Mario Too

Just a quickie from Perry Bible Fellowship:

“Mario Too” Preview Panel

(click the panel to see the whole comic, but even from the preview you know it’s going to be too cool for school)

That Nicholas Gurewitch is one crazy-awesome Moe Faux. If you haven’t already (and if you have), please read the entire archive now. I’ll wait here.














Wasn’t that totally sweet?



The LEGO Group has announced that it will be creating a brand new massively multiplayer online game featuring its instantly recognizable modular plastic bricks! Details are somewhat scanty (all we get so far is a press release from the developers, and about half of that is boilerplate), but I love the idea of selecting a LEGO avatar and building up a world brick-by-brick! Let’s hope they can pull this off, I’d love to have the ability to design custom vehicles and weapons, and collaborating with fellow LEGO men to build up entire cities, castles and fortresses! Create multiple worlds spanning all the major genres (Pirate World, Space World, Aquanaut World, Medieval World, and so on), and allow characters and LEGO pieces from said worlds to interact and interbuild! Can you tell I’m excited by this prospect? Here’s hoping they make a Mac version (or even better, a Wii version).


Pokémon Diamond/Pearl… So Close…

Is anyone else as psyched as I am about the rapidly impending release of Pokémon Diamond/Pearl for the Nintendo DS? Less than two months to go until I’m battling and trading online with friends and foes alike!

I’ve been following the Pokémon series from the beginning (back when I was trading Bellsprout to my brother to receive the coveted Oddish), and I can honestly say that I haven’t anticipated an entry in the series this much since the excellent Gold/Silver edition. Ruby/Sapphire was fun and all, but the omission of day/night functionality and weekly scheduled events saddened me to no end; needless to say, Diamond/Pearl adding FIVE times of day has got me sufficiently pumped.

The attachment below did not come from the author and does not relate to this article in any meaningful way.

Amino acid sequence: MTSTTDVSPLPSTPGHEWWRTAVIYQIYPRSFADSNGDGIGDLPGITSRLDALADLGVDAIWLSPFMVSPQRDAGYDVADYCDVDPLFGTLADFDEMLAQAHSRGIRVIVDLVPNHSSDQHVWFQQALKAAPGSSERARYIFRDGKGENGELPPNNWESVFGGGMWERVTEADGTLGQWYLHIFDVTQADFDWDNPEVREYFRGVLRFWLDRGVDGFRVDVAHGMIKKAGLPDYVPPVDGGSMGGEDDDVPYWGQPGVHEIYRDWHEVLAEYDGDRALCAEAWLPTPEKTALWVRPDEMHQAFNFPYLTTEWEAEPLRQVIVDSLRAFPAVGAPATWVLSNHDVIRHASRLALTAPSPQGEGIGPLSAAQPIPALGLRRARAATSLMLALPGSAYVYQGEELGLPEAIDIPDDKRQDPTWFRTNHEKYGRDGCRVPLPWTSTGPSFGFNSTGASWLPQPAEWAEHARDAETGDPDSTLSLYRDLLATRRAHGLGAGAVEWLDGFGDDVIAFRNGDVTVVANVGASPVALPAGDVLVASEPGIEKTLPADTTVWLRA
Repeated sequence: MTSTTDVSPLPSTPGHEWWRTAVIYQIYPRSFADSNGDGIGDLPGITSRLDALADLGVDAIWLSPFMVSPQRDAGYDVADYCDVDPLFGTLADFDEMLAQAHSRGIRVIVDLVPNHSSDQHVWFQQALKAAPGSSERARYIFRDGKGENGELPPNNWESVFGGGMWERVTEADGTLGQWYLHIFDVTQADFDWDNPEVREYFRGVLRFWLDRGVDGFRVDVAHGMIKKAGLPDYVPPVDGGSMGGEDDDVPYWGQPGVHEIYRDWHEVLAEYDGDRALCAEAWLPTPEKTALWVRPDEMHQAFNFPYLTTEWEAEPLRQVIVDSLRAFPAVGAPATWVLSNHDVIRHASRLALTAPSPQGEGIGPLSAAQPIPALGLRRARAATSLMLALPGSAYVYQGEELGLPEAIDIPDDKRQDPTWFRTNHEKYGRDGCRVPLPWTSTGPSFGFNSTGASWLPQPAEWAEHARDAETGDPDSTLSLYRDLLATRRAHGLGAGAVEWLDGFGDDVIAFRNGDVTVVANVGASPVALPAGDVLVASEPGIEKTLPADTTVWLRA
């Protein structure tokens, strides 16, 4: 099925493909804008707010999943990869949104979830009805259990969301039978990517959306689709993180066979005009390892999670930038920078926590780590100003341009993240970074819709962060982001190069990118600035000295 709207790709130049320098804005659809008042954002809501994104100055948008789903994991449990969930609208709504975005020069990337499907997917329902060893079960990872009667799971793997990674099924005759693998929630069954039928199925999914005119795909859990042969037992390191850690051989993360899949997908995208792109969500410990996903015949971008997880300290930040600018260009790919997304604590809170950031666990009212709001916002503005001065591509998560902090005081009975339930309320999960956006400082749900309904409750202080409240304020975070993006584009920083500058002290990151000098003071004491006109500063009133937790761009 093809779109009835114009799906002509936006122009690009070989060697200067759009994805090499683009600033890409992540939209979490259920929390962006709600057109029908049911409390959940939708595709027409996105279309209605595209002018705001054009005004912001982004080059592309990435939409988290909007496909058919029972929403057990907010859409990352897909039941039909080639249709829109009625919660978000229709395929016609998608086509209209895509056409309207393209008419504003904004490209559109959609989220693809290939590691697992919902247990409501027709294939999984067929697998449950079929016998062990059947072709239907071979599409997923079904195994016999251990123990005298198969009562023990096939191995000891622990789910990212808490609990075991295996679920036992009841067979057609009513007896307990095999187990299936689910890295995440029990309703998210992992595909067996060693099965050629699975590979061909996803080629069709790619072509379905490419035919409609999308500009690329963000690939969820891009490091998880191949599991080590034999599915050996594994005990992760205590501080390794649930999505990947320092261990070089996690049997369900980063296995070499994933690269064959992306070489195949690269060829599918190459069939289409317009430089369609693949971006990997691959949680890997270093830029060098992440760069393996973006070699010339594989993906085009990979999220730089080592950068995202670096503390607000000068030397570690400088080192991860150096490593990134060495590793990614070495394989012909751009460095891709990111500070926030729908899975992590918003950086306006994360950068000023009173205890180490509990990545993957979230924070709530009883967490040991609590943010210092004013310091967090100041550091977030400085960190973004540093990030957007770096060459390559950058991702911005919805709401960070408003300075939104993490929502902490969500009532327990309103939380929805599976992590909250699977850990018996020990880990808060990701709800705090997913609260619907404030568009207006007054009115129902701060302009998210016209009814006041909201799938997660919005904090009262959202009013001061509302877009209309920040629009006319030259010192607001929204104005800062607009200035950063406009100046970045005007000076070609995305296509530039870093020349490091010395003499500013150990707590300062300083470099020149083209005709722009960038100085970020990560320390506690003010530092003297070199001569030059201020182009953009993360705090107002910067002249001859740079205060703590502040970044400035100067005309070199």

But of course, the biggest feature of all (it certainly ain’t having two screens or touch control) is the ability to connect to other players via the Nintendo Wi-Fi Connection! This is something I’ve dreamed about from the very beginning, before people were even talking about console games hooking up over the Internet. It was always a pain carrying around the rat’s nest of link cables just so you could track down an extra Articuno to make up for the one you accidentally knocked out (good experience though). From what I’ve read across the Interslice, the game employs a clever trade request system: post on the equivalent of a bulletin board with the Pokémon you’re looking for and what you’re willing to give up for it. If someone accepts the request, the trade will go through – even if you’re not currently connected! And of course, battling on a worldwide network is going to rock all kinds of worlds, especially with the inclusion of voicechat. I’m sure we’ll all get our asses handed to us at first if we’re allowed to link up to the Japanese games, since they’re had a several month headstart.

See you all April 22nd!


Redundant Virtual Console Redundancy

I’m sure everyone’s read by now that The Legend of Zelda’s arguably most-loved title in the series, Ocarina of Time, has finally made its way to the Virtual Console (in the UK; the US will get it on Monday).

Can I be the first to say: Who really cares?

Yes, Ocarina of Time, or “OoT” to its friends, was a great N64 title. It was one of the reasons I was so psyched to get the system back in the day (I can’t believe I’m already referring to the N64’s time as “the day”, but it really was two gaming generations ago). But between the original (shiny gold) cartridge and the Master Quest and Zelda Collector’s Edition GameCube disks, I’ve pretty much had my fill of the game (and can even play those last two on the Wii directly with no fuss). I can’t be the only one in this position of owning the same game too many times already, and not wanting to drop another thousand Wii Points just so I can flaunt my ability to beat the puzzle to reach Gohma (SPOILER ALERT FOR YOU ZELDA 64 NEWCOMERS: “Twenty-three is number one!”).